You are confusing the Rhine crossings in Holland with crossing the Rhine in Alsace. On 15 June 1940 Army group C crossed the Rhine adjacent to Strasbourg and occuppied that city and Colmar with little French resistance. And in late March/April 1945 US and French forces crossed the Rhine from Alsace into Baden-Baden and smashed their way straight through the Siegfried Line.
In the first case, German Army Group C made its crossing the day after Paris had already surrendered to the Germans. In the second case, you are citing a crossing made against a German Army in progressive and irretrievable collapse, destined to surrender unconditionally within about 30 days of the event you mention. Neither case appears to me to be relevant to our discussion.
B
You did ask why crossing the Rhine in Alsace is possible when the Allies had such difficulty crossing the Rhine when they tried in 1944. Whether the timing or military circumstances are particulary relevant to battles such as at Arnhem is open to opinion, But Holland and 2 SS Panzer divisions blocking the way was a rather different scenario because of the lack of room to manoeouvre for one thing; the Rhine south of Strasbourg was always less well defended (no panzers or elite troops) with only the half built Siegfried Line to act as crash barrier.
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Re: Was Hitler a British Agent...

Post by Byron Angel » Thu Sep 06, 2012 11:15 am

RF wrote:
Byron Angel wrote:
RF wrote:
This isn't what I was arguing. In 1870 the Germans (Prussians) invaded through Lorraine, and in the absence of a Maginot Line no doubt would have done so in 1940, where the French could have met and blocked them.
With all due respect, without the Maginot Line, the French Army would have had to defend against TWO potential major axes of attack. They simply did not have sufficient troops to do so.
The two axes of attack exist whether the Maginot Line is there or not, In 1939 it was also expected that there may be two additional fronts in France as well - facing Italy and Spain, should those two countries join Germany in attacking France.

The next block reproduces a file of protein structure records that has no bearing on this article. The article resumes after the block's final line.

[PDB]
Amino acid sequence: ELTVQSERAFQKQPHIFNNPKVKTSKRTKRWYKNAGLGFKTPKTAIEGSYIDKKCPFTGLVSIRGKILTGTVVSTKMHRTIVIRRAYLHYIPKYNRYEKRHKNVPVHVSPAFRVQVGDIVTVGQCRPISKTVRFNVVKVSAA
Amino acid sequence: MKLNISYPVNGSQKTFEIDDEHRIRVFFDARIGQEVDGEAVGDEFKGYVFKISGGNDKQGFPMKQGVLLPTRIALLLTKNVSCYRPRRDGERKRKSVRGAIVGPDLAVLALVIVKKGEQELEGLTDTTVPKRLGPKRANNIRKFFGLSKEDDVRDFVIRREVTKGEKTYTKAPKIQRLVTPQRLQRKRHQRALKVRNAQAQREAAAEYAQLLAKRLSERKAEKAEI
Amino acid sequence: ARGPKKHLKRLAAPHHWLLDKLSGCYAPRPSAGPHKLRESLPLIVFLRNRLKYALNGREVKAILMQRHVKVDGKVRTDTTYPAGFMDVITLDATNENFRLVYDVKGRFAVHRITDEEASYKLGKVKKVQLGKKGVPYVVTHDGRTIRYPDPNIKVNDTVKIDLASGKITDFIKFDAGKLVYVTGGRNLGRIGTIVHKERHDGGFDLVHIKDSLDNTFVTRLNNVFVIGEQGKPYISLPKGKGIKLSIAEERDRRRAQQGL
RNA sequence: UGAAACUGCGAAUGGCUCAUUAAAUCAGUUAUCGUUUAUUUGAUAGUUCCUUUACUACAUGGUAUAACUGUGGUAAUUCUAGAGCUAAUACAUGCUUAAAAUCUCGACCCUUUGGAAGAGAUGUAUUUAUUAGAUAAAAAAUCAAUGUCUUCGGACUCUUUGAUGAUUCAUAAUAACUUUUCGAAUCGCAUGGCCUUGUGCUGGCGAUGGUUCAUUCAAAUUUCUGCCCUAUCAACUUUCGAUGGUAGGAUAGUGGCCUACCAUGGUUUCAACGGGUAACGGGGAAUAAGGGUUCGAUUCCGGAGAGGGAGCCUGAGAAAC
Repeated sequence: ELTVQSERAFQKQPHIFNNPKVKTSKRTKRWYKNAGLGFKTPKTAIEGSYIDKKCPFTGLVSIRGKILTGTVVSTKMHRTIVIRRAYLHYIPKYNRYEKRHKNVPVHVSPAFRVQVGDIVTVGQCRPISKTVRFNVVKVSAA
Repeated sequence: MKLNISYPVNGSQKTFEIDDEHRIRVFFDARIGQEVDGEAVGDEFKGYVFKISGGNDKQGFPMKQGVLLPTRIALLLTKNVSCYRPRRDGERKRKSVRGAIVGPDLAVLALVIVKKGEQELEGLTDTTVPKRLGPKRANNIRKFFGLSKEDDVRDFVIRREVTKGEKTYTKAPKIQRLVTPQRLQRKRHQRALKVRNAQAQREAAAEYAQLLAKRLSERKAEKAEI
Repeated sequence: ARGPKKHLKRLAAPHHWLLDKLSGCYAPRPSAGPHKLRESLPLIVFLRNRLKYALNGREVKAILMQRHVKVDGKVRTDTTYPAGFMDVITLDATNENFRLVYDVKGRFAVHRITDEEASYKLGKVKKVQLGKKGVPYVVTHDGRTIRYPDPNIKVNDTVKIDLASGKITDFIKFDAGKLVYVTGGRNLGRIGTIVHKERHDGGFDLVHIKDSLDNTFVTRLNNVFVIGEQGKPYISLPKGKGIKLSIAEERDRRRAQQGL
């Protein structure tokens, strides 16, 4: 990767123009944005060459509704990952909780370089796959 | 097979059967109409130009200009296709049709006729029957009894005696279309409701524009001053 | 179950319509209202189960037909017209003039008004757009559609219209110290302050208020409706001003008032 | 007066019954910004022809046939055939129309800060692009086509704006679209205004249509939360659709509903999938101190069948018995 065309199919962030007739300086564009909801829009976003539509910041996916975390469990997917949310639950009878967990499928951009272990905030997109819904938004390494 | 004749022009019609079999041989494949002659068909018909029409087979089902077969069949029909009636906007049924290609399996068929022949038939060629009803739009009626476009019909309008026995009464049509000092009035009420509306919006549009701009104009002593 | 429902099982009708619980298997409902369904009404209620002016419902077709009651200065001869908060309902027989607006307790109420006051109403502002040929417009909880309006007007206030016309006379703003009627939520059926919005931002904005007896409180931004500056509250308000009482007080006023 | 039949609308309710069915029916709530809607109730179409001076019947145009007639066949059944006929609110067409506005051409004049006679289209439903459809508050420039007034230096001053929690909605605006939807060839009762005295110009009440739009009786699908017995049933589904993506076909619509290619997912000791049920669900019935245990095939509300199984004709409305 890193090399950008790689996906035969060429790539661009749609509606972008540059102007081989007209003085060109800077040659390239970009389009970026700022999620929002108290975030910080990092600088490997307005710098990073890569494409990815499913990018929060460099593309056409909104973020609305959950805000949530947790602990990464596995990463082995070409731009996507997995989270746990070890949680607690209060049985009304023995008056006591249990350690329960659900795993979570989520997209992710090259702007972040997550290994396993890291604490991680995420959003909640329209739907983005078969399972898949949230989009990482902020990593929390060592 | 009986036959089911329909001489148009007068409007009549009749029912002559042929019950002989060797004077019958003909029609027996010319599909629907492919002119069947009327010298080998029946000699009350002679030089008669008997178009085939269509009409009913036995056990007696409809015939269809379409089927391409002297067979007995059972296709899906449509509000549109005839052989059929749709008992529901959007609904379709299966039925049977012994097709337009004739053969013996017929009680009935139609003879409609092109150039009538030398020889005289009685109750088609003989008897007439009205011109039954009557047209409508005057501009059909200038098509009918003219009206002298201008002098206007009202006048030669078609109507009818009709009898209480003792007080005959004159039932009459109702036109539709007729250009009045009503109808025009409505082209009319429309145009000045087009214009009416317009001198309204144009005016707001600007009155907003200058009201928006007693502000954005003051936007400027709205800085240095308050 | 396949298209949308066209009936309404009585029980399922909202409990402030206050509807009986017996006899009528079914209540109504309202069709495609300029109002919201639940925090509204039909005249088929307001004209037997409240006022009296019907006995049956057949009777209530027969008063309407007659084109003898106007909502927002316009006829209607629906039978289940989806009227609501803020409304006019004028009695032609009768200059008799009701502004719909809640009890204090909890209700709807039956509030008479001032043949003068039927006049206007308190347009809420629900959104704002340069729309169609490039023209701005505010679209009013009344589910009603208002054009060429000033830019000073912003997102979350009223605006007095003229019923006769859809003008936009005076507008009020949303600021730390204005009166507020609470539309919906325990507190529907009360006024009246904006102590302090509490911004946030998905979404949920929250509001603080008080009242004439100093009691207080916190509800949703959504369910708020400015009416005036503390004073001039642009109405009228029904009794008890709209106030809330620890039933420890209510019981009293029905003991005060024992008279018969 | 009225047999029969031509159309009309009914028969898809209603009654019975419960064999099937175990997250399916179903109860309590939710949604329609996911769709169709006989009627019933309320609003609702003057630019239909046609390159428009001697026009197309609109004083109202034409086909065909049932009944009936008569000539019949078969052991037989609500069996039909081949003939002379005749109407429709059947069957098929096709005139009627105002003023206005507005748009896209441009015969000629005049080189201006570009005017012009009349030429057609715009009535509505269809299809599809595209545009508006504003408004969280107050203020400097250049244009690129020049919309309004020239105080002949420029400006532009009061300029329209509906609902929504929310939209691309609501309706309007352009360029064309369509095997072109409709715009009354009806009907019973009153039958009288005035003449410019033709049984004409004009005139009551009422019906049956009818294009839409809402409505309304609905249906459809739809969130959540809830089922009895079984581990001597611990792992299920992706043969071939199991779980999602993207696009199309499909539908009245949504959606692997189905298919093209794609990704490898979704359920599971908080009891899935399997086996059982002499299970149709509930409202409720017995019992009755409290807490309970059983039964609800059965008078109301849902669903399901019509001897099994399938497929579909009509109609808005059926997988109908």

As I have already explained, a more modern mechanised force was required for operational flexibility and to conduct a war of movement. De Gaulle forsaw that and the Maginot Line presented a substantial opportunity cost to French arms in not keeping pace with miltary developments. Does France have enough troops - well with the Maginot Line there weren't enough troops either - at least a mobile defence gives you an ability to make better use of what you have got.

This argument ignores (a) the fact that one axis was foreclosed by the presence of the Maginot Line and (b) more importantly IMO, the force multiplier effect of the Maginot defenses themselves. A mobile defense may be more flexible, but if undertaken by inadequate numbers of troops it must prove futile. It is an incontrovertible fact that France was substantially outnumbered in terms of manpower by the Germans. This, in a nutshell, is why the Maginot Line, with the substantial force multiplier effects its fortifications conferred, was constructed in the first place. The French High Command had come to the conclusion that they had not the numbers to successfully oppose a German attack in the field.

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Re: Was Hitler a British Agent...

Post by RF » Thu Sep 06, 2012 6:02 pm

This argument about manpower particulary applied in WW1, as from 1916 onwards it was the British (plus in 1918 the Americans) who kept France in the war.

The manpower problem exists with or without the Maginot Line. What I have been arguing is that the Maginot Line wasn't the best solution to that problem, becuase it tied up too much manpower into fixed position defences.
At the start of WW2 the disparity in manpower was actually less so than that in 1914, for while Germany had a bigger population from digesting Austria, Bohemia and Moravia, Germany was not as heavily armed on the same scale as it was for the launch of the Schlieffen Plan, which involved forces totalling five million men. In 1939/1940 Germany was not mobilised for total war. Poland was invaded with a totally inadequate defence force covering the incomplete Siegfried Line. France would have been in a winning position if its army had been updated and re-equipped/retrained with modern armoured and motorised infantry divisions, together with a stronger air force.

The real problem with France was not so much manpower as defeatism. Andre Maginot built the Line named after him in an attempt to keep the Germans off French soil. It wasn't about attacking the Germans or invading Germany, it was to prevent the destruction of French land by enemy invasion and of the huge manpower losses on the scale of the 1914/18 conflict.

Much the same argument about inadequate manpower and the alleged need for fixed fortifications applied to Germany from 1942 onwards, because it was fighting the combined might of the USSR, USA and the British Empire. Hitler greatly embraced such fortifications - and they did him no good at all, because in having such fortifications the Heer lost one of its biggest assets - its mobility. As Runstedt observed, it simply made whole divisions defending fixed positions sitting targets for Allied firepower.